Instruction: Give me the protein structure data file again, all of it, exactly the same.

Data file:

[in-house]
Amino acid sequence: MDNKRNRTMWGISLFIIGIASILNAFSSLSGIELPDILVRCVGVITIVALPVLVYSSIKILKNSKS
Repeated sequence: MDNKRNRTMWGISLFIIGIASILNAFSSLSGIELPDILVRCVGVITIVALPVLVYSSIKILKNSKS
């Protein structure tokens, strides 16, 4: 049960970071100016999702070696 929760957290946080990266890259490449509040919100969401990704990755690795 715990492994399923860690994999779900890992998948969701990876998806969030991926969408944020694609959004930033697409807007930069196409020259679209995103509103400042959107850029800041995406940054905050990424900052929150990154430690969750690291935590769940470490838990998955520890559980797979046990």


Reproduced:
[in-house]
Amino acid sequence: MDNKRNRTMWGISLFIIGIASILNAFSSLSGIELPDILVRCVGVITIVALPVLVYSSIKILKNSKS
Repeated sequence: MDNKRNRTMWGISLFIIGIASILNAFSSLSGIELPDILVRCVGVITIVALPVLVYSSIKILKNSKS
């Protein structure tokens, strides 16, 4: 049960970071100016999702070696 929760957290946080990266890259490449509040919100969401990704990755690795 715990492994399923860690994999779900890992998948969701990876998806969030991926969408944020694609959004930033697409807007930069196409020259679209995103509103400042959107850029800041995406940054905050990424900052929150990154430690969750690291935590769940470490838990998955520890559980797979046990």